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Automatic Generation of Semantically Annotated Collocation Corpus

Zaripova Diana Aleksandrovna

ORCID: 0000-0003-1121-1420

Postgraduate student, Department of Theoretical and Applied Linguistics, Lomonosov Moscow State University

119991, Russia, Moscow, Leninskie Gory str., 1, building 51

Lukashevich Natal'ya Valentinovna

Professor, Department of Theoretical and Applied Linguistics, Lomonosov Moscow State University

119991, Russia, Moscow, Moscow, Leninskie Gory microdistrict, 1, building 51, room 953










Abstract: Word Sense Disambiguation (WSD) is a crucial initial step in automatic semantic analysis. It involves selecting the correct sense of an ambiguous word in a given context, which can be challenging even for human annotators. Supervised machine learning models require large datasets with semantic annotation to be effective. However, manual sense labeling can be a costly, labor-intensive, and time-consuming task. Therefore, it is crucial to develop and test automatic and semi-automatic methods of semantic annotation. Information about semantically related words, such as synonyms, hypernyms, hyponyms, and collocations in which the word appears, can be used for these purposes. In this article, we describe our approach to generating a semantically annotated collocation corpus for the Russian language. Our goal was to create a resource that could be used to improve the accuracy of WSD models for Russian. This article outlines the process of generating a semantically annotated collocation corpus for Russian and the principles used to select collocations. To disambiguate words within collocations, semantically related words defined based on RuWordNet are utilized. The same thesaurus is also used as the source of sense inventories. The methods described in the paper yield an F1-score of 80% and help to add approximately 23% of collocations with at least one ambiguous word to the corpus. Automatically generated collocation corpuses with semantic annotation can simplify the preparation of datasets for developing and testing WSD models. These corpuses can also serve as a valuable source of information for knowledge-based WSD models.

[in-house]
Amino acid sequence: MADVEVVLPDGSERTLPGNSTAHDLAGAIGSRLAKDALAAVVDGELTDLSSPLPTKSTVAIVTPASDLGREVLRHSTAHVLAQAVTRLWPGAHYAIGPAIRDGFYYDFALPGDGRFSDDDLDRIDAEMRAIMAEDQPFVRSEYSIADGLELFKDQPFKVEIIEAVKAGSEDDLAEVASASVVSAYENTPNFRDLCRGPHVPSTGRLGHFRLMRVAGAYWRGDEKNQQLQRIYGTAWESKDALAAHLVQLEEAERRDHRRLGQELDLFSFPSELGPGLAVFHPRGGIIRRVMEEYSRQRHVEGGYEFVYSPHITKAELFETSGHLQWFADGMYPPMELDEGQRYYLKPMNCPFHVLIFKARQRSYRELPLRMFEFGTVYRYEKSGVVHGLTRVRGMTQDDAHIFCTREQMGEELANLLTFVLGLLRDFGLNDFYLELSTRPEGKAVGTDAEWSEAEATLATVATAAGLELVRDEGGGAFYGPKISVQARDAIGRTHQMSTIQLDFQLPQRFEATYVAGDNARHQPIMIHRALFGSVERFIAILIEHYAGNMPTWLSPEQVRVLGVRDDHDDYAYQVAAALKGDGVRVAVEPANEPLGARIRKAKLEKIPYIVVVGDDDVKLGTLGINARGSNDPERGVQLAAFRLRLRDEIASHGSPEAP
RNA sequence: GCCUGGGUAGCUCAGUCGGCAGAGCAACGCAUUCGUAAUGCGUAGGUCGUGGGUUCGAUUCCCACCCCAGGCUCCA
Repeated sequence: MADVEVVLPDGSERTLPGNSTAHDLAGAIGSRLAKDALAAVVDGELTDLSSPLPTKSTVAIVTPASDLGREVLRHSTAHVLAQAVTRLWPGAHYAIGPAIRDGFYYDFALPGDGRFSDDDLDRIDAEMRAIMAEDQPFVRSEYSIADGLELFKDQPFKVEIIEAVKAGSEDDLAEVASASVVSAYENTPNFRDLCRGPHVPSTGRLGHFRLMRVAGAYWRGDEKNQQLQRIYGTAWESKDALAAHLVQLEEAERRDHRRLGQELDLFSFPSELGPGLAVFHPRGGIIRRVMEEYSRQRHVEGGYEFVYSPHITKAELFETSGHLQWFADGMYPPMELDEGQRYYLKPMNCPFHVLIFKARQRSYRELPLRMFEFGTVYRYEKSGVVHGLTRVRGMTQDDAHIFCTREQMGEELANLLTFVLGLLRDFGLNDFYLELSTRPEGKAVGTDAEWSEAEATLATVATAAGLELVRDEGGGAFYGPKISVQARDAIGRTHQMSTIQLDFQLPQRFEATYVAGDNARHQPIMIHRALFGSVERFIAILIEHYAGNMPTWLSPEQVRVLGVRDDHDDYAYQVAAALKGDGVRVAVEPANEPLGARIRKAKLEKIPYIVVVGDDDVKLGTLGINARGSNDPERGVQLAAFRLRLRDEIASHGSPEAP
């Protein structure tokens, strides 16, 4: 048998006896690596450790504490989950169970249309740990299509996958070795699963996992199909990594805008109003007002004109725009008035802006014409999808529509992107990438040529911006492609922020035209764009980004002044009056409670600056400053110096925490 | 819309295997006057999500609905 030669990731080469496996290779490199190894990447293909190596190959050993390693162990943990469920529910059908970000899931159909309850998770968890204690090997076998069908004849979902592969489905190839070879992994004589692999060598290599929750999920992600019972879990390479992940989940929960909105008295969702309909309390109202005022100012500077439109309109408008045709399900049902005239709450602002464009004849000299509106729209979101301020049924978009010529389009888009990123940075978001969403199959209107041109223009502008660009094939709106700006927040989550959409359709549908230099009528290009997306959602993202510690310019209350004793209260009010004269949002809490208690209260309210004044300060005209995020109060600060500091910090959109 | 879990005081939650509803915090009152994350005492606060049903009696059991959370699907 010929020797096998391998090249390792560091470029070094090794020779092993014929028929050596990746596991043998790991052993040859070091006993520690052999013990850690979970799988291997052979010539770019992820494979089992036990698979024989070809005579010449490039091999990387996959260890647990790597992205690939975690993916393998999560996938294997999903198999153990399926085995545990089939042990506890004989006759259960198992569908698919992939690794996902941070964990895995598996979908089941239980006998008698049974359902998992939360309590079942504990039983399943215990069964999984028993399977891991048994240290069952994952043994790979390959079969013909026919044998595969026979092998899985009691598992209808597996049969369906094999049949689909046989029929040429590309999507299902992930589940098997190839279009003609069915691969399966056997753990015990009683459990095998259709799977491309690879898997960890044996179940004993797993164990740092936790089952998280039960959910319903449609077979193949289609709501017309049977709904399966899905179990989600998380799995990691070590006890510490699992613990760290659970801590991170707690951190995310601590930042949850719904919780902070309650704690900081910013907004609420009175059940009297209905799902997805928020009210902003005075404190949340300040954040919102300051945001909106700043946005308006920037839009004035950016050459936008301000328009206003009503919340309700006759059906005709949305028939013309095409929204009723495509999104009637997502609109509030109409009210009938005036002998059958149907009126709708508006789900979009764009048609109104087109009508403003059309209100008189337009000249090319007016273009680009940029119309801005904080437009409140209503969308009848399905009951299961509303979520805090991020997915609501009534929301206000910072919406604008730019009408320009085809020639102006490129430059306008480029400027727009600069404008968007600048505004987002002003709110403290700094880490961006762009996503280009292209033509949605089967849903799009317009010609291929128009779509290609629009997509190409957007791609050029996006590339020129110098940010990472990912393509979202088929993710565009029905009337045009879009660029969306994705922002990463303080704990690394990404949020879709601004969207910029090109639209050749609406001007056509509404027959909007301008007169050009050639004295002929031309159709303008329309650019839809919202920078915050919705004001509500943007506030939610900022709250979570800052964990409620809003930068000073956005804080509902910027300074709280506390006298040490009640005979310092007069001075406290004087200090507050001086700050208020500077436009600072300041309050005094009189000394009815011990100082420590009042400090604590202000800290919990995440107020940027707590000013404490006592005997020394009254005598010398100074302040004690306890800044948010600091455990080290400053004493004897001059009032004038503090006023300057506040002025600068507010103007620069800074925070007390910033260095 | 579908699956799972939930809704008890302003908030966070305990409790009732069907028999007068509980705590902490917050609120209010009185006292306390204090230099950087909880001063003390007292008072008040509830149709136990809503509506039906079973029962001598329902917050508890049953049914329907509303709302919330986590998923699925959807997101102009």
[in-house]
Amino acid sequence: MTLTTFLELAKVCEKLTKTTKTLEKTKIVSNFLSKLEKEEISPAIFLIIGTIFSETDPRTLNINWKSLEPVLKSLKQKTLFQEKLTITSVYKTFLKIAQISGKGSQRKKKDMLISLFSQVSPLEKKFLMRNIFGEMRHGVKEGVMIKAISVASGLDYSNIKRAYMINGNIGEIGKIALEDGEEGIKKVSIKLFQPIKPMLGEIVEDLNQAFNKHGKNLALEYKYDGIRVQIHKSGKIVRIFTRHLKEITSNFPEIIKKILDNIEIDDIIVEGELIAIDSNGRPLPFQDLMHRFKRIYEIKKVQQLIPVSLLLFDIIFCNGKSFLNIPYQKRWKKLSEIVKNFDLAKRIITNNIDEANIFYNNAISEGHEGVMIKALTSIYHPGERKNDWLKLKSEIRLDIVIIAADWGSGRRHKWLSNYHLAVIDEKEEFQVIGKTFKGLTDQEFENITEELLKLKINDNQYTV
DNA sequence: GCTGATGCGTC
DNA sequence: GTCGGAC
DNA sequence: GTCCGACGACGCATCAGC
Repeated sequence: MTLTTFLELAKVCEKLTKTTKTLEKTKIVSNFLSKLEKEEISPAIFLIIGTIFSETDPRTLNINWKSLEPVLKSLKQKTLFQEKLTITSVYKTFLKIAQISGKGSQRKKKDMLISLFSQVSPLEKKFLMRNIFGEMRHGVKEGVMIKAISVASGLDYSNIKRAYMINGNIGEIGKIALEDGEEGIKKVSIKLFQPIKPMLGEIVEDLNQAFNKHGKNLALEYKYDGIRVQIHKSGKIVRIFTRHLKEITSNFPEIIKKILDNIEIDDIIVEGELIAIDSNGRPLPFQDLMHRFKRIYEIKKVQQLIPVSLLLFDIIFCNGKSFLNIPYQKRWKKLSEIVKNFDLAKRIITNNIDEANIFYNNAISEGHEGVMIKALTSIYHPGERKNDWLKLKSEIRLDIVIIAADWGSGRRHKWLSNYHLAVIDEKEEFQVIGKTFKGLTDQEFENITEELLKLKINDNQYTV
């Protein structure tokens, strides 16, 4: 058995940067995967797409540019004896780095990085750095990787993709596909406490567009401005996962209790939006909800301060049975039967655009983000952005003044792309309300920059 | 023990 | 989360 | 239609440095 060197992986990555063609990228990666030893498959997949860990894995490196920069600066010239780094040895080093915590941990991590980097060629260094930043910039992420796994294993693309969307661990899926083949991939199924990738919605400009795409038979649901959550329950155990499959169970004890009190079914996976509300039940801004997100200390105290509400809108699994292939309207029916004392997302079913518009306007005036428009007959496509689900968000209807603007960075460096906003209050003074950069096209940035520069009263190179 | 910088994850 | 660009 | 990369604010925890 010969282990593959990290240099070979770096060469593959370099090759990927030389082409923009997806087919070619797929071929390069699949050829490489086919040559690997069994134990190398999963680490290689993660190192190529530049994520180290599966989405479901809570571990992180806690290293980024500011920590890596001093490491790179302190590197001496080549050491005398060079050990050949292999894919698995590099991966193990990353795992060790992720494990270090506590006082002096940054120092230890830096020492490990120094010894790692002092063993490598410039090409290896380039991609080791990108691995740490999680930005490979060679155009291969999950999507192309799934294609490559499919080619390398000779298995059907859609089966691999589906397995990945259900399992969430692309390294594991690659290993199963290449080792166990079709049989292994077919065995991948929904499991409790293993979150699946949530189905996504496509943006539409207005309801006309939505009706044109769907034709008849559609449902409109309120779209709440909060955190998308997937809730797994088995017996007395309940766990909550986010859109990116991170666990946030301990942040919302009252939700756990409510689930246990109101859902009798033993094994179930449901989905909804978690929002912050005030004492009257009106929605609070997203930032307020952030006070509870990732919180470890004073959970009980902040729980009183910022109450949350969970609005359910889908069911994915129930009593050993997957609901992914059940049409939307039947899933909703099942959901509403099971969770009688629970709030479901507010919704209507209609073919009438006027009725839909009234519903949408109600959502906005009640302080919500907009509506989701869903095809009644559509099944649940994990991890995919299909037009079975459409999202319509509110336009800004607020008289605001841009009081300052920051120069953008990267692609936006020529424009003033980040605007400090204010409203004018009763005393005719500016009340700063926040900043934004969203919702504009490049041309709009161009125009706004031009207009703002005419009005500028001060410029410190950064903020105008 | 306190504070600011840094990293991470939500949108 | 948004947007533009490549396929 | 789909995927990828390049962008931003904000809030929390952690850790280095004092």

Natural Language Processing, Automatic Semantic Analysis, Word Sense Disambiguation, Semantic Annotation, Automatic Corpus Generation, Collocation Corpus, Sense Inventory, Related Words, SyntagNet, Thesaurus

This article is automatically translated. You can find original text of the article here.


The task of automatic lexical ambiguity resolution (Word Sense Disambiguation, WSD) plays an important role in automatic Natural Language Processing (NLP). The results of WSD affect the quality of solving such higher-level tasks as machine translation [1], information retrieval [2], tonality analysis [3]. However, for training and testing WSD models, voluminous enclosures with semantic markup are needed, the creation of which is a laborious and time-consuming process. The corpus of phrases marked up by values can greatly simplify the markup. The theoretical basis of this approach is the hypothesis of "one meaning per phrase". In this case, there is no need to decide on the markup of each word separately, you can immediately put tags for the lexemes of the phrase found in the corpus. The most famous example of a marked-up corpus of phrases is SyntagNet [4], consisting of more than 80 thousand phrases and available in five languages.